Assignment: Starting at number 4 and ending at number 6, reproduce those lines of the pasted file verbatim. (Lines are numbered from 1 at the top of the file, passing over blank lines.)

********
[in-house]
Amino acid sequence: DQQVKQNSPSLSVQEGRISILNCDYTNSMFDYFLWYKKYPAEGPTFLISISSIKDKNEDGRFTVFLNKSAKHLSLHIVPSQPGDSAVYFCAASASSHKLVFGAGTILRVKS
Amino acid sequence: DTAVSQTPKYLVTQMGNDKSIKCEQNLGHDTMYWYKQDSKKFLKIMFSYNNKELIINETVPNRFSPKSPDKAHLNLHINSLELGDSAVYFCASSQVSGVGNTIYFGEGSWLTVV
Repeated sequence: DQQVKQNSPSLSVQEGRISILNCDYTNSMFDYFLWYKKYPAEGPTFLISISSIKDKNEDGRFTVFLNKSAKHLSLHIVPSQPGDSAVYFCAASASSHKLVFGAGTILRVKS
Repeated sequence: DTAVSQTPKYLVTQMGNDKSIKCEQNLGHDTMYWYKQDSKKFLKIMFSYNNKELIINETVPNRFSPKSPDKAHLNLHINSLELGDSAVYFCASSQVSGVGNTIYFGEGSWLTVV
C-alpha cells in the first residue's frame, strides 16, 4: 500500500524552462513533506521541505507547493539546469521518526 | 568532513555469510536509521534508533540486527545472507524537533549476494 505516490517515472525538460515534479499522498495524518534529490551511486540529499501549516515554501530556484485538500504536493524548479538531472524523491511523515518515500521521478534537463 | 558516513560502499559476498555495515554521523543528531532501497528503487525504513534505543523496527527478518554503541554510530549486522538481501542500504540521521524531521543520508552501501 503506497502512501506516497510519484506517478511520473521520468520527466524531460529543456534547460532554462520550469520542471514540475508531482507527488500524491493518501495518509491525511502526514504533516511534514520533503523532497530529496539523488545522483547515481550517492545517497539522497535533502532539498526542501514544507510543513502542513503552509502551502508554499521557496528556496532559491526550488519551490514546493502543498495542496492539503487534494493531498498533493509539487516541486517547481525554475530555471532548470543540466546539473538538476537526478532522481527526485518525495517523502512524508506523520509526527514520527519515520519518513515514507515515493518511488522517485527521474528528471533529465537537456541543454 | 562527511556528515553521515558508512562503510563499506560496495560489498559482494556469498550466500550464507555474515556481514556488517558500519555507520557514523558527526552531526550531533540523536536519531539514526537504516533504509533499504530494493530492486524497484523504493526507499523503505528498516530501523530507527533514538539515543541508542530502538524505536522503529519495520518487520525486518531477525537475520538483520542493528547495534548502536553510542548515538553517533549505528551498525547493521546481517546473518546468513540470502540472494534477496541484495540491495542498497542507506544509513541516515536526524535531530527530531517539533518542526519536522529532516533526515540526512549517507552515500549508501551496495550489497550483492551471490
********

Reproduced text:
Repeated sequence: DQQVKQNSPSLSVQEGRISILNCDYTNSMFDYFLWYKKYPAEGPTFLISISSIKDKNEDGRFTVFLNKSAKHLSLHIVPSQPGDSAVYFCAASASSHKLVFGAGTILRVKS
Repeated sequence: DTAVSQTPKYLVTQMGNDKSIKCEQNLGHDTMYWYKQDSKKFLKIMFSYNNKELIINETVPNRFSPKSPDKAHLNLHINSLELGDSAVYFCASSQVSGVGNTIYFGEGSWLTVV
C-alpha cells in the first residue's frame, strides 16, 4: 500500500524552462513533506521541505507547493539546469521518526 | 568532513555469510536509521534508533540486527545472507524537533549476494 505516490517515472525538460515534479499522498495524518534529490551511486540529499501549516515554501530556484485538500504536493524548479538531472524523491511523515518515500521521478534537463 | 558516513560502499559476498555495515554521523543528531532501497528503487525504513534505543523496527527478518554503541554510530549486522538481501542500504540521521524531521543520508552501501 503506497502512501506516497510519484506517478511520473521520468520527466524531460529543456534547460532554462520550469520542471514540475508531482507527488500524491493518501495518509491525511502526514504533516511534514520533503523532497530529496539523488545522483547515481550517492545517497539522497535533502532539498526542501514544507510543513502542513503552509502551502508554499521557496528556496532559491526550488519551490514546493502543498495542496492539503487534494493531498498533493509539487516541486517547481525554475530555471532548470543540466546539473538538476537526478532522481527526485518525495517523502512524508506523520509526527514520527519515520519518513515514507515515493518511488522517485527521474528528471533529465537537456541543454 | 562527511556528515553521515558508512562503510563499506560496495560489498559482494556469498550466500550464507555474515556481514556488517558500519555507520557514523558527526552531526550531533540523536536519531539514526537504516533504509533499504530494493530492486524497484523504493526507499523503505528498516530501523530507527533514538539515543541508542530502538524505536522503529519495520518487520525486518531477525537475520538483520542493528547495534548502536553510542548515538553517533549505528551498525547493521546481517546473518546468513540470502540472494534477496541484495540491495542498497542507506544509513541516515536526524535531530527530531517539533518542526519536522529532516533526515540526512549517507552515500549508501551496495550489497550483492551471490